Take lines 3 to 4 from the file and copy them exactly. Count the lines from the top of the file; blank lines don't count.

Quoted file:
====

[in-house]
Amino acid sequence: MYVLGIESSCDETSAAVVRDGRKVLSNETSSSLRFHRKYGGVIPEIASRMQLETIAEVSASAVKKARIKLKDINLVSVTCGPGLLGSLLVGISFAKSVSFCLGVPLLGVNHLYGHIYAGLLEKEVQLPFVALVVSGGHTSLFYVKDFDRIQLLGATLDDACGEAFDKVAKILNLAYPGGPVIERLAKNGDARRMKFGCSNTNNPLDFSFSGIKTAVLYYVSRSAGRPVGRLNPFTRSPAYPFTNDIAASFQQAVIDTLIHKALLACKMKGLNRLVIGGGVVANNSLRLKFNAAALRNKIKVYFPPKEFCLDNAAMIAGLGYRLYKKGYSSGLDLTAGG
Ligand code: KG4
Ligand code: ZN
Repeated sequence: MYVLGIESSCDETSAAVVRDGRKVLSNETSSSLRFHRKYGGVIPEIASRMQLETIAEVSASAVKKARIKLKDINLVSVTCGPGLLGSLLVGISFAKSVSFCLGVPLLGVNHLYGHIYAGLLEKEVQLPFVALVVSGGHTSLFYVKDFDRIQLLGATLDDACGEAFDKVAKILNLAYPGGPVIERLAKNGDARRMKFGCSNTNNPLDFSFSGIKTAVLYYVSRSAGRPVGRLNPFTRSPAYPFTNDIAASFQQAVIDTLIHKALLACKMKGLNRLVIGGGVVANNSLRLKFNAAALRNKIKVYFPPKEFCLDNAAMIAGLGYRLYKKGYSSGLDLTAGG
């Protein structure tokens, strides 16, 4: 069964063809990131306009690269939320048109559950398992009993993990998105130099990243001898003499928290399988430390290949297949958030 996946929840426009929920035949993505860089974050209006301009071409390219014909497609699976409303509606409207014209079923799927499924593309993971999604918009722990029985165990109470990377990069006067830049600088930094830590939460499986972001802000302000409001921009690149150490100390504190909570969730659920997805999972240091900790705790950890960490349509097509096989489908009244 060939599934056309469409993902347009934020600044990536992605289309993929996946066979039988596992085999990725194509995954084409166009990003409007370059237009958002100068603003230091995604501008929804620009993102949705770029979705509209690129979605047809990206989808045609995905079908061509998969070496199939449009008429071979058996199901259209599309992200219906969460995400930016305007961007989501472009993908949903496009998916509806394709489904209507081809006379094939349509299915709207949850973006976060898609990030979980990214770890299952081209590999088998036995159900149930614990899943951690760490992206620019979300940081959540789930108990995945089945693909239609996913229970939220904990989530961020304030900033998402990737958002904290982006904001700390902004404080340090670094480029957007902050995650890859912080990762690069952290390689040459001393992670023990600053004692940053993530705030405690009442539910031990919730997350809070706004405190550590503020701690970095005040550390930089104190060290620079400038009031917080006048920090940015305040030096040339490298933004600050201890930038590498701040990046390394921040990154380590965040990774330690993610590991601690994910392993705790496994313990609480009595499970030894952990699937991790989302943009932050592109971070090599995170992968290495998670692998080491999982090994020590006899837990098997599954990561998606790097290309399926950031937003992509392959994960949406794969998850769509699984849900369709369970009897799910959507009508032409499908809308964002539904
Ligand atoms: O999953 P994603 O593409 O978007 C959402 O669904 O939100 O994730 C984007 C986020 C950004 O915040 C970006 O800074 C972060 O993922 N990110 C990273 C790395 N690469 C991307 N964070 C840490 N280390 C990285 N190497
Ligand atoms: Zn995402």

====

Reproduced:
Ligand code: KG4
Ligand code: ZN